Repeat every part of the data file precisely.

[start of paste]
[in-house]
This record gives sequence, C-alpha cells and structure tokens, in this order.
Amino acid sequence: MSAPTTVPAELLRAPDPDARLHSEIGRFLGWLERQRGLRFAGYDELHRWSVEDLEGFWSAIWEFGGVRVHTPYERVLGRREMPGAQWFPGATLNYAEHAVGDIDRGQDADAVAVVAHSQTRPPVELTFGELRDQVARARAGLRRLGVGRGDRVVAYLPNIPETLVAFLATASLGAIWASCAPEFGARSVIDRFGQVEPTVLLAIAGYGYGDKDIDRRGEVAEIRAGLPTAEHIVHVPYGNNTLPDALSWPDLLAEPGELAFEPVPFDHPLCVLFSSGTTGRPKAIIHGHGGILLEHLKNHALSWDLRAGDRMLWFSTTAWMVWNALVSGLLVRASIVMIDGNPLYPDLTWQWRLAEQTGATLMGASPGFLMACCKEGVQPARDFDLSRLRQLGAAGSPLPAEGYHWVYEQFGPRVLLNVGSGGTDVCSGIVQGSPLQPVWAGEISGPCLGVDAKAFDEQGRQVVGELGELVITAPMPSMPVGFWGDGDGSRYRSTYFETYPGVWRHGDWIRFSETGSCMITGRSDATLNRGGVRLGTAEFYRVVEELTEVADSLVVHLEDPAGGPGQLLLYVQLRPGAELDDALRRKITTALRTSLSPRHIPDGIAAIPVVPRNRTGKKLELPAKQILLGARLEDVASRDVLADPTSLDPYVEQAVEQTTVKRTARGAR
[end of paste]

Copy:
[in-house]
This record gives sequence, C-alpha cells and structure tokens, in this order.
Amino acid sequence: MSAPTTVPAELLRAPDPDARLHSEIGRFLGWLERQRGLRFAGYDELHRWSVEDLEGFWSAIWEFGGVRVHTPYERVLGRREMPGAQWFPGATLNYAEHAVGDIDRGQDADAVAVVAHSQTRPPVELTFGELRDQVARARAGLRRLGVGRGDRVVAYLPNIPETLVAFLATASLGAIWASCAPEFGARSVIDRFGQVEPTVLLAIAGYGYGDKDIDRRGEVAEIRAGLPTAEHIVHVPYGNNTLPDALSWPDLLAEPGELAFEPVPFDHPLCVLFSSGTTGRPKAIIHGHGGILLEHLKNHALSWDLRAGDRMLWFSTTAWMVWNALVSGLLVRASIVMIDGNPLYPDLTWQWRLAEQTGATLMGASPGFLMACCKEGVQPARDFDLSRLRQLGAAGSPLPAEGYHWVYEQFGPRVLLNVGSGGTDVCSGIVQGSPLQPVWAGEISGPCLGVDAKAFDEQGRQVVGELGELVITAPMPSMPVGFWGDGDGSRYRSTYFETYPGVWRHGDWIRFSETGSCMITGRSDATLNRGGVRLGTAEFYRVVEELTEVADSLVVHLEDPAGGPGQLLLYVQLRPGAELDDALRRKITTALRTSLSPRHIPDGIAAIPVVPRNRTGKKLELPAKQILLGARLEDVASRDVLADPTSLDPYVEQAVEQTTVKRTARGAR